Butterscotch - A Family Drama That Feels Like An Action Movie | Script Revolution

Butterscotch - A Family Drama That Feels Like An Action Movie

Butterscotch
A recently widowed father puts his parenting skills to the test
when his 11-year-old daughter gets her first period.

Butterscotch by Jessica Waters opens benignly enough.  Fifteen year-old Carson Slone at the kitchen table, ignoring homework in favor of messing around on his phone. 

Then his construction worker father Elwood rushes in, out of breath.  Elwood asks, “What’s wrong?”  Carson points to the ceiling. 

Elwood runs upstairs, knocks on the closed bathroom door, and asks his eleven year-old daughter Taisha if she’s OK.

TAISHA (O.S.)
There’s blood.  On my underwear.

ELWOOD
Oh, baby.  It’s okay.  I’ll…

Elwood doesn’t know how to deal with this kind of situation.  In life, he’s always been gruff and to the point.  A born disciplinarian.  His wife was the sensitive one.  But she’s dead now.  So Elwood springs into action, frantically rummages through his wife’s old things, and even miraculously finds a box of tampons. 

But after trying to read the directions, he has to enlist Carson’s help. 

ELWOOD
Writing's tiny as hell.

Carson reads the directions and grows nervous.  

CARSON
Is this safe?

ELWOOD
Of course, it's safe, it's...

But now Elwood’s not so sure, so in a mad dash, he races off to the local drug store to find something appropriate for Taisha to use for her first time.  There, he endures judgment inquiries from another customer. 

All the while, back at the apartment, Carson tries to comfort his sister as best as he can.    

Elwood and Carson aren’t perfect, but they’re trying.  This kind of plot could’ve easily been mined for laughs, but writer Jessica Waters instead chose to focus on the sincerity of the moment, and the result feels like an episode of This Is Us played out at a breakneck pace.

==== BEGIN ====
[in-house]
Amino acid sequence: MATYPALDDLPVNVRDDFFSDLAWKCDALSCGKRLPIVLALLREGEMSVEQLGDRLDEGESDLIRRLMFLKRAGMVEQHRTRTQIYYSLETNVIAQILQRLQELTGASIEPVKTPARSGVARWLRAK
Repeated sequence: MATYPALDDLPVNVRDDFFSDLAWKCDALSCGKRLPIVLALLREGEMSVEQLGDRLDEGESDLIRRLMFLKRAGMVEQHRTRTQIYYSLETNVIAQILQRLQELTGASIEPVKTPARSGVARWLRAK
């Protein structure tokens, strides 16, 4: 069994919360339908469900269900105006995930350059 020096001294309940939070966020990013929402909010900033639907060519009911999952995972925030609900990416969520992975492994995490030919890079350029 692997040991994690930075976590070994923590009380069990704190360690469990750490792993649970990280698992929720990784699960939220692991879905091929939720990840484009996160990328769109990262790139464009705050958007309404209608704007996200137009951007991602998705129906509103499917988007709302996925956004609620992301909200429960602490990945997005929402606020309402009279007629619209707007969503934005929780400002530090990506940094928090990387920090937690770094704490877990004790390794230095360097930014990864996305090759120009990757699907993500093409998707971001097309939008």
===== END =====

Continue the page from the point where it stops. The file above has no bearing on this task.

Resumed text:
Butterscotch is heartwarming, sweet, and far from saccharine.

The Script

Butterscotch

A recently widowed father puts his parenting skills to the test when his 11-year-old daughter gets her period.

About The Reviewer

B. S. Carter's picture
Real name: 

B. S. Carter began his writing career in second grade writing one-page (wide rule) sequels to movies like The Terminator.  

B. S. attended the University of South Carolina (the other USC) and graduated with a Liberal Arts degree in Media Arts (concentration Film).  While in college, B. S. won the Havilah Babcock Short Story Prize for his short story “Guts,” in which a high schooler tries to stop his best friend from committing suicide. 

After college, B. S. moved to Los Angeles...Read more

About The Writer

Jess Waters's picture
Real name: 

Jess Waters is a Black non-binary writer who writes stories about queerness, blackness, family, and all the ways that people on the margins of society can find healing and family. Building on their childhood growing up in Cleveland, Ohio, they aim to create characters like themself and those who nurtured their growth as a writer. As a queer Black person, Jess understands how and why representation matters, and makes it their purpose to fight for the opportunity to tell stories like her own,...Read more

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